• Andrew NaterAndrew Nater, over 4 years ago

    The moral of the story is this: first find an idea that people can’t live without, then make it a beautiful, usable product. It’s very difficult to do it the other way around.

    Can somebody tell Product Hunt?

    13 points
  • Sacha GreifSacha Greif, over 4 years ago

    I feel like as designers we always want to make things nice and tidy, and that extends to writing. We want to come up with neat theories like "designers should code" or "utility is more important than usability", where the real answer is always the same: it depends.

    But saying "it depends" is not helpful and doesn't get pageviews, so instead we try to summarize things in a blog post. Which invariably causes someone else to disagree and state their own little theory. And thus the cycle of design writing continues…

    6 points
    • Rian van der MerweRian van der Merwe, over 4 years ago (edited over 4 years ago )

      I think this is more the nature of writing than something specific to designers? I really like the idea of writing as "public thinking". I write to clarify my thoughts, to sort out any inconsistencies in my argument. Once that's done in my head, other people get to dissect it and show me where my logic has failed. That's what's happening in this thread as well. So I'm able to make changes or clarify what I meant based on what others have said.

      In short, I think we should take a less cynical view of this. Let's see writing as a way to collectively make sense of our profession.

      1 point
  • Wes OudshoornWes Oudshoorn, over 4 years ago

    So what you are saying is... BJ Fogg behavioral model means Behaviour=Motivation * Ability * Trigger

    4 points
  • Harper Lieblich, over 4 years ago

    This article is absolutely spot on.

    As long as the users you're designing for all belong to the race of Homo Economicus. This is the legendary species of consistently rational creatures who always make decisions in their own self interest.

    The rest of us don't make completely rational decisions when deciding to use a product. We don't conduct a cost-benefit analysis as we're testing a new product. If a product is difficult to use, most people just won't use it. Even if there's a double rainbow and a pot of gold at the other end.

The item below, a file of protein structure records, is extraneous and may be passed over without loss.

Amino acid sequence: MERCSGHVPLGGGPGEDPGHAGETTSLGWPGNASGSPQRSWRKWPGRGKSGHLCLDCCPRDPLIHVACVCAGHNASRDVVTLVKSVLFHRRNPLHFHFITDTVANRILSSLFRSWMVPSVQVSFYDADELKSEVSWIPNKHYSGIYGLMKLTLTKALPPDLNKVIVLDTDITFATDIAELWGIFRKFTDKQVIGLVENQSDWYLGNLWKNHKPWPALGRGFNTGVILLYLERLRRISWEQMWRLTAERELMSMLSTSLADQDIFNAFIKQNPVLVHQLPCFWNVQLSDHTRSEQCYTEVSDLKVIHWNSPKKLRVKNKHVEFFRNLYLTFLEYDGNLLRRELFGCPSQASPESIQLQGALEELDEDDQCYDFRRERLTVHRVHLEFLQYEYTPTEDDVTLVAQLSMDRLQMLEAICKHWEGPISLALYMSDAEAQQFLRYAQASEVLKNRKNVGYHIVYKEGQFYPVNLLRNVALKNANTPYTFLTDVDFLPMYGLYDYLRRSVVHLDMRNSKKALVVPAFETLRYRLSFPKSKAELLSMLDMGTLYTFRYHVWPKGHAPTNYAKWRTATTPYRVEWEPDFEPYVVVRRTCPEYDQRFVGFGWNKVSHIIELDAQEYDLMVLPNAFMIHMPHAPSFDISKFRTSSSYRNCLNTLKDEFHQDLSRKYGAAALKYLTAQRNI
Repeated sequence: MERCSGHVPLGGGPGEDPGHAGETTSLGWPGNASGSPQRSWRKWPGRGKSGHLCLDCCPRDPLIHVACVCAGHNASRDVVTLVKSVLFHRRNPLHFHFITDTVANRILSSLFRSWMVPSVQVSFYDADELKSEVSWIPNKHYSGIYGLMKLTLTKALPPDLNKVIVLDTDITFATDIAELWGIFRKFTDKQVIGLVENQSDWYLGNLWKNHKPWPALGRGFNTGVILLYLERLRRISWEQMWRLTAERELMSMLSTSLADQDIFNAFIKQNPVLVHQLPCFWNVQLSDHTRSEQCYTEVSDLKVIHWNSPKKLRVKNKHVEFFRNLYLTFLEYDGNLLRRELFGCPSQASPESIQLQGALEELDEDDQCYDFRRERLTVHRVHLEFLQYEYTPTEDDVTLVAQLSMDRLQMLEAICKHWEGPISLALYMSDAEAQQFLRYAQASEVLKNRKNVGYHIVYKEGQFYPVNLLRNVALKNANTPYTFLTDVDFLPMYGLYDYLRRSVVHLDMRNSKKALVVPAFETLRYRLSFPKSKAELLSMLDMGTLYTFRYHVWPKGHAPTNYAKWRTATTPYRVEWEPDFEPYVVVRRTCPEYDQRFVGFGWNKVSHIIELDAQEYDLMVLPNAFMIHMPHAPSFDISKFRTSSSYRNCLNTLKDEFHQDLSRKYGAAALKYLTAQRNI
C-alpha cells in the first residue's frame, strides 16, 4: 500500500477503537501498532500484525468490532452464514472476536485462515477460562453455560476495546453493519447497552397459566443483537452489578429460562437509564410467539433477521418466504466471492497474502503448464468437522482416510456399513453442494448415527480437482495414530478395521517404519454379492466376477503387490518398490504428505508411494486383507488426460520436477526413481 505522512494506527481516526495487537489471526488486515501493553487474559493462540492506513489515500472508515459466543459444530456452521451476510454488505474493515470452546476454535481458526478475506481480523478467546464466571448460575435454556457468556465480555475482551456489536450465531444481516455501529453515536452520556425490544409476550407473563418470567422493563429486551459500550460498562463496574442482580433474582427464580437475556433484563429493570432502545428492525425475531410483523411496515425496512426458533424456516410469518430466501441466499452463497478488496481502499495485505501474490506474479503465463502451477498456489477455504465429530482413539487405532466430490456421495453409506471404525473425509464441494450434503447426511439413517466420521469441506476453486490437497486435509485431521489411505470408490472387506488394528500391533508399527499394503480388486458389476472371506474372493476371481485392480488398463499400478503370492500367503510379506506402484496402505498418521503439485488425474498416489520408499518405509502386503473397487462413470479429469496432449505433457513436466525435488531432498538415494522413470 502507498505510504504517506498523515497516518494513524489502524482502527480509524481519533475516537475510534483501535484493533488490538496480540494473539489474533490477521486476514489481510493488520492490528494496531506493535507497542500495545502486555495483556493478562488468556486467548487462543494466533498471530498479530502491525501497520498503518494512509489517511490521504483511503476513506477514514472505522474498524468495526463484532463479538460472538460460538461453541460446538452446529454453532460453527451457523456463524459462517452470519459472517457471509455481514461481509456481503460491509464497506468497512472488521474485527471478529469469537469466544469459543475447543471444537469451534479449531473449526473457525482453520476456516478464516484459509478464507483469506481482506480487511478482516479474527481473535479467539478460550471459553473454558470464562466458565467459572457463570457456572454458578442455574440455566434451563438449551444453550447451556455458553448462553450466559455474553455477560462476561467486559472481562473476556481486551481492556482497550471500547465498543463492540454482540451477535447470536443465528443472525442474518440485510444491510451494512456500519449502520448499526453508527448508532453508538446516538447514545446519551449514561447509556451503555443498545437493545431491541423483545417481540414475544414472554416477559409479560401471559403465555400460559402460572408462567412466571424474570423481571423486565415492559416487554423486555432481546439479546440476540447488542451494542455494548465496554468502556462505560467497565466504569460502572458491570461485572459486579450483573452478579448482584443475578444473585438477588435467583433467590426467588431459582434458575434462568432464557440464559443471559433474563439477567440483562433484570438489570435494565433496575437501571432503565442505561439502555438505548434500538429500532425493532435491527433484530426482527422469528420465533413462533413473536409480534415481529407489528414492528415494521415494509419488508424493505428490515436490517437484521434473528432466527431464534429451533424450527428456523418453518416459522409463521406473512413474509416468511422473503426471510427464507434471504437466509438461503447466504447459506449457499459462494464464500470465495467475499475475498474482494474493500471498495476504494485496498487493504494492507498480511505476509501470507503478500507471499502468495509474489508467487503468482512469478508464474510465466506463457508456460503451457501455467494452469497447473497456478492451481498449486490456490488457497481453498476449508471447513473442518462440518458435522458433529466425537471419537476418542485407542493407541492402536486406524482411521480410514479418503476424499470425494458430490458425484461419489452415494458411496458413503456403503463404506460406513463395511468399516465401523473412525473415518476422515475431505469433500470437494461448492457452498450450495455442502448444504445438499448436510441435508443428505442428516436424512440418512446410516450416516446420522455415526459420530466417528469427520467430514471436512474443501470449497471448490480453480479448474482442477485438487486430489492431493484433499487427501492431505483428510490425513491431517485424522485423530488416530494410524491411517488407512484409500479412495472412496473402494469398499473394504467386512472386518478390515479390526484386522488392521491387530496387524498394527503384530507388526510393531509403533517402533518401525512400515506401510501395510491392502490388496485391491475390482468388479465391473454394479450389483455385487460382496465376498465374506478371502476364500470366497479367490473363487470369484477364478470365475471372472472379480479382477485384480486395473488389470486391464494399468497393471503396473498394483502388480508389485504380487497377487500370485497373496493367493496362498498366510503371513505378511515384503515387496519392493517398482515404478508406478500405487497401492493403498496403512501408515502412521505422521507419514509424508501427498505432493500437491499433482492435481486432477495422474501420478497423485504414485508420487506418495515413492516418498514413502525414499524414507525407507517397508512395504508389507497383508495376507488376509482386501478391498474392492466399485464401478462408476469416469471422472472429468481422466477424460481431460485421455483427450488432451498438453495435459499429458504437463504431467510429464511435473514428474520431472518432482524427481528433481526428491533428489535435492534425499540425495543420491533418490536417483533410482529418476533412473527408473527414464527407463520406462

2 points
  • Cody Gallner, over 4 years ago

    The problem is you can't keep your business idea unique itself. When the market is full of competitors with same idea as yours, UX is the thing that makes your product stand out.

    1 point
    • joe andersonjoe anderson, over 4 years ago

      While this is true, the market is huge! People will use what they know of and what solves their problem. They won't only use the product with the best UX

      0 points
  • David James, over 4 years ago

    Form follows function

    0 points
  • Ben Patterson, over 4 years ago

    UX does more than make applications easier to use. Great UX can reveal utility faster than marketing websites or a sales team. If your potential customers can easily imagine themselves using your application, you'll simply have an easier time selling it.

    I don't really disagree with anything in this article. ROI on utility probably does beat ROI on usability. You'd be smart to create an MVP before spending six months ironing out the experience. But that doesn't mean UX isn't a good investment.

    0 points
  • aroon Sharmaaroon Sharma, over 4 years ago

    completely agree ! there are so many websites in non tech domain people use regularly without hesitation because of their utilities. We are designers so we think more about UX and usability but general people would go to websites again and again if they are solving their purpose.

    0 points
  • Christoph Hellmuth, over 4 years ago

    Designing For A Hierarchy Of Needs https://www.smashingmagazine.com/2010/04/designing-for-a-hierarchy-of-needs/

    0 points